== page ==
The power socket is just next to the light switch.
As with most people, the light switch does not have a neutral wire.
Could I just splice the neutral from the adjacent (literally just next to it) for the light switch (to SMART it)?
The power socket is just next to the light switch.
As long as it is the same circuit, you should be fine.
On the other hand: Are you allowed to do fixed installations to electric circuitry? I am as I’m an electrician but for non-electrician it’s stricly unlawfull to do fixed installations in Finland and actually all EU-area.
Generally in North America you are allowed to do work on residential property you own without a license, although you may need a permit depending on the work performed. You can’t do it for anyone else or in a rental that you live in. Some jurisdictions may prohibit it.
How would anyone ever know who did the work?
To clarify: when you say “right next to it” you mean in the same junction box? If that is true, then in 90% of cases you should be OK. If not, there is an excellent chance that you are looking at separate circuits.
I ask because other than in a bathroom or kitchen an outlet and switch in the same junction box would be unusual.
Depending on where you live in the US you may or may not be allowed to make changes to the wiring inside the walls without an electrician’s license. However, I do not know of any place in the US that prohibits a homeowner from changing fixtures within or attached to an existing junction box.
yes u r right… it is very unusual for this particular switch of mine… not sure why it was designed so…
Oh, you’re in the UK. Ignore everything I’ve said, I have no idea of wiring conventions over there.
ETA: I really wish the new board software would include a poster’s location on the actual post like the old software did.
Im actually based in South East Asia and we are allowed to do minor wiring ourselves too.
I think generally, internal wiring should be the same (I hope!)?
I’m out too, I have no advice for non-North American wiring.
First question - 240V or 120V?
I assume then your wiring for neutral is like N.American 240 high powered wiring.(Red, black 240V AC, white neutral)
I would be worried why there is no neutral. Are all your light bulbs 240V (Ours are all 120V. 240 is for things like ovens and clothes dryers, or a Tesla charger - which oddly, does not use the neutral.
The other possibility (unlikely) is that it’s 3-phase power.
Does the smart switch actually need the neutral? Do you have a multimeter - what’s the voltage between the two live wires, and from each wire to neutral? (240V and 120V AC, I assume)
If you can’t answer the questions about how the power is connected, maybe monkeying with the wire is not a good idea.
We are 240V. Unfortunately in Asia the standards are not strongly enforced - even the modern houses still don’t come with neutrals for switches. This is apparently a big problem in China as well. It takes some effort to run a neutral back to light switch when it is not needed at all.
Smart switches ideally require a neutral to keep it constantly powered.
North American 240V does not use 3 wires (not counting ground), it uses two wires. It only requires the two line (ungrounded conductor) wires for 240V phase-to-phase. 120V/240V connections add the neutral (official the grounded conductor) to give you 120 between either line and neutral, typically to power the electronics, motors, lights etc. In an oven or dryer 240V is only used for the heating elements.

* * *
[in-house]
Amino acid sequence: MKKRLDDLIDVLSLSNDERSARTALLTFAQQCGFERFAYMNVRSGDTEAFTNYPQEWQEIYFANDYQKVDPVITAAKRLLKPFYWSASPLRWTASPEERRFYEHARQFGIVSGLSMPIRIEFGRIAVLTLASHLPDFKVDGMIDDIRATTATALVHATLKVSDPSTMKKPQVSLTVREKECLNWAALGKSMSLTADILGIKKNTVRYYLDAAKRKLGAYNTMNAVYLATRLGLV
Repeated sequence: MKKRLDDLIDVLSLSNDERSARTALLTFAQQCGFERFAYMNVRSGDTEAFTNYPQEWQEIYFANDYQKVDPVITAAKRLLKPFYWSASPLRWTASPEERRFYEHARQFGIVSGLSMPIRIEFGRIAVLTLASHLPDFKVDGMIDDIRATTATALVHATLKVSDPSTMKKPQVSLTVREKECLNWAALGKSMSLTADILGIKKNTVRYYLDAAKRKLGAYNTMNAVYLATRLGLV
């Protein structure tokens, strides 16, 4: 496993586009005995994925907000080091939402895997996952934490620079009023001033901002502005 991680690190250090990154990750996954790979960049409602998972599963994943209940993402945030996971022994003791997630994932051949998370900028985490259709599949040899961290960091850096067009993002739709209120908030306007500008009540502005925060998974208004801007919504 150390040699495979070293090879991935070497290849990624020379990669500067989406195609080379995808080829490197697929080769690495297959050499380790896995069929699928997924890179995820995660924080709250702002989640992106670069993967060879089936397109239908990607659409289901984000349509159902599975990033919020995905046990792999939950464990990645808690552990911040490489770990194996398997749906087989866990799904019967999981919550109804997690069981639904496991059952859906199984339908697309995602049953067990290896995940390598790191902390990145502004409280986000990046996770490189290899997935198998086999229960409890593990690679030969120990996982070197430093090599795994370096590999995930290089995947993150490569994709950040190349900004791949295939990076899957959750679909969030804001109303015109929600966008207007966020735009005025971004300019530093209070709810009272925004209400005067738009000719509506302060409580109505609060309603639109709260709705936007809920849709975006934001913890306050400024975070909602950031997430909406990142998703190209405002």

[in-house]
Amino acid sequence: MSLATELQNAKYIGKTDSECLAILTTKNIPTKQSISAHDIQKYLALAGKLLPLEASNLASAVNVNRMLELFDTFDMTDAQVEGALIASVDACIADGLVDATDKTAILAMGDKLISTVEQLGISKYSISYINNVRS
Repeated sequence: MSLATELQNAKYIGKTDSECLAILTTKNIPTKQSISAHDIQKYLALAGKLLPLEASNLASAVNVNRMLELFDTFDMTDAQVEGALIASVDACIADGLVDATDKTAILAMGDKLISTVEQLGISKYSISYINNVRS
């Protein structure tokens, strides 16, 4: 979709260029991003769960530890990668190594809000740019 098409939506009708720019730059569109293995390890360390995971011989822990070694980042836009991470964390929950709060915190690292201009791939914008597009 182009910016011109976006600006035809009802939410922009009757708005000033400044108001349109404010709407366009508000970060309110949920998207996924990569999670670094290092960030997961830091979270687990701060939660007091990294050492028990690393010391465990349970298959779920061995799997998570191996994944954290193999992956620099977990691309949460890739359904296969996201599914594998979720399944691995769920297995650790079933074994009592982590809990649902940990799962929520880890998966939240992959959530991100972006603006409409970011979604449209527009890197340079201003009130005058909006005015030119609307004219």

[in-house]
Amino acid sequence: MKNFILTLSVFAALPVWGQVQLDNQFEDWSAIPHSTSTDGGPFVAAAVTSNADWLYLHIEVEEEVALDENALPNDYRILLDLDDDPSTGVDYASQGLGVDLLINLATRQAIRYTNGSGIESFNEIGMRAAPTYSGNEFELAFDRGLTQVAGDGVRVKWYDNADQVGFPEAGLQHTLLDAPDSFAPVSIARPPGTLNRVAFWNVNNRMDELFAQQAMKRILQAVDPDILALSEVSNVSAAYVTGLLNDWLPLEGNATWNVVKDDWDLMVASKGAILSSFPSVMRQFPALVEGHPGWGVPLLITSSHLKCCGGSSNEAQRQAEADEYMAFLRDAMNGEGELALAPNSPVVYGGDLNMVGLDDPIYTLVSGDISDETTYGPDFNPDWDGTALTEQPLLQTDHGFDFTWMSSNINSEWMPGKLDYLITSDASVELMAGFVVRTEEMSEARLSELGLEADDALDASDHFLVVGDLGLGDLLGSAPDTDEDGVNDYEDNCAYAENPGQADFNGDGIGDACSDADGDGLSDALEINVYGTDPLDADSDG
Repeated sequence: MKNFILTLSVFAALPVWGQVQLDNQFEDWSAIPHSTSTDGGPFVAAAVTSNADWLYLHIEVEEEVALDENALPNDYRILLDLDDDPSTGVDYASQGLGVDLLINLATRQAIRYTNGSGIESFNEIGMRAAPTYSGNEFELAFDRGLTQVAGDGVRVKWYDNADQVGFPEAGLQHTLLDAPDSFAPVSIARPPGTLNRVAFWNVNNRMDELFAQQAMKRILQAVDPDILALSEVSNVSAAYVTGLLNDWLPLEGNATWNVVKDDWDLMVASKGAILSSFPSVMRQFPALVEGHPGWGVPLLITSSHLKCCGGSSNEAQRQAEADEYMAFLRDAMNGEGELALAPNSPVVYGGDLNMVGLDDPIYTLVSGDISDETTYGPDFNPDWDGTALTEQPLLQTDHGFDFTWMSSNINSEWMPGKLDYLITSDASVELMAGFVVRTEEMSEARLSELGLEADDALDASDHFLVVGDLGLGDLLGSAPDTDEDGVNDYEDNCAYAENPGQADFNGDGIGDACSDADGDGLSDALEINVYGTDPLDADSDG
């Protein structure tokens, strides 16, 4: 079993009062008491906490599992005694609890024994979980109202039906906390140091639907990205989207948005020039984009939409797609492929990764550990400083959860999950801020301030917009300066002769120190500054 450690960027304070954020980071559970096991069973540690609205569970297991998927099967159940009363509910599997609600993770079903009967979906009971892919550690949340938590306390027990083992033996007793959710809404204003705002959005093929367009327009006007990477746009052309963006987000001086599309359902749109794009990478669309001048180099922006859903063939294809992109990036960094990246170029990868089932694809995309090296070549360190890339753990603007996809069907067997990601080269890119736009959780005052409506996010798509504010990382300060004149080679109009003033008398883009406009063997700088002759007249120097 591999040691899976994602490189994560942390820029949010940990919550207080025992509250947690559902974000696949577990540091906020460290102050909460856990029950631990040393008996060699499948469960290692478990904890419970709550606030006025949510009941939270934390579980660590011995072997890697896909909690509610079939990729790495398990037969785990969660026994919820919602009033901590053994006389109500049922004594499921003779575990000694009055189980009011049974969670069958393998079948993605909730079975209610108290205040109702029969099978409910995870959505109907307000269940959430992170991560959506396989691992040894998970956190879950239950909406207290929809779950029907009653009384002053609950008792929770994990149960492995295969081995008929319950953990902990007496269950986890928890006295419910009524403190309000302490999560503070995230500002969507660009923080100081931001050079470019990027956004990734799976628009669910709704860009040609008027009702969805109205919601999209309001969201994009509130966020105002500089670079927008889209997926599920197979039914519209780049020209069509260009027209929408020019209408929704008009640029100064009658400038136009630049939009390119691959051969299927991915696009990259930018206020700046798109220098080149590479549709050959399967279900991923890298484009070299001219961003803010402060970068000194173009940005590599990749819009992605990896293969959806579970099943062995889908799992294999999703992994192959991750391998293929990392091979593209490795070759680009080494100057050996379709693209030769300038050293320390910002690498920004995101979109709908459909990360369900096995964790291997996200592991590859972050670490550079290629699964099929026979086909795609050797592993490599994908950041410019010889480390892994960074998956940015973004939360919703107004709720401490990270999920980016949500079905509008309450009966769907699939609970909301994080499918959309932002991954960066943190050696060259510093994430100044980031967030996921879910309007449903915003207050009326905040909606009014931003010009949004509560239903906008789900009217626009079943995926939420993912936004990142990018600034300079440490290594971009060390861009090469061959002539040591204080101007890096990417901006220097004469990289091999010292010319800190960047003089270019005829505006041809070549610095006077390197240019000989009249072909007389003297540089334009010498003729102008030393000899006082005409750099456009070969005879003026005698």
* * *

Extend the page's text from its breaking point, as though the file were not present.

I would bet money that European or Asian colors are not the same as American colors, though of course you never know what kind of madman did the wiring. White neutral? Current IEC is blue. The old UK neutral was black. Better to grab a tester, or, best, a professional if you are not sure.
so you have a wire leaving the light switch to go to the light. You have one wire going directly to the outlet. How many other wires enter? You need one more wire to supply the light switch. Does it enter from the ^power panel or does it come from the receptacle box? If the power panel, where does the 2nd wire for the receptacle come from, the ^power panel or the light switch?
^power panel in this instance is someplace like an upstream junction box or the actual panel.
Light switch: just 1 wire (live) enter and 1 wire (to light) exit.
As for power panel, the live appears to come from source.
(There are some assumptions made here, as a lot of these wires are concealed).
I also assumed they are from same circuit as they react to the same circuit breaker.
I received a suggestion to just draw the live, neutral from the power panel - then I am guaranteed no problems.
so you are saying the wires that go to the outlet are totally separate from the wires that go to the light switch. But they are on the same breaker. Yes you can run a new supply and neutral to the light switch but how difficult is it. I hesitate telling you it sounds OK to use the neutral from the outlet without seeing it and testing it myself.
For US wiring, no neutral wire at a switch is extremely common and perfectly fine as ordinary mechanical switches don’t need, nor have a place to connect a neutral.
The wiring configuration is called a switch loop - the incoming hot and neutral are in the ceiling wiring box at the light fixture. A single romex runs to the switch location - the always-hot wire is black, the switched wire is the romex’s white wire with a wrap of tape around the ends to signify it’s not a neutral. This switched hot connects to the light.
Or, as a minor variant, if you’re in a place that doesn’t use romex, such as Chicago, you’ll have a conduit run to the switch containing an always-hot black wire and a switched wire of some other color (usually red) back to the light. At least with that, you can fish a neutral to power a smart switch.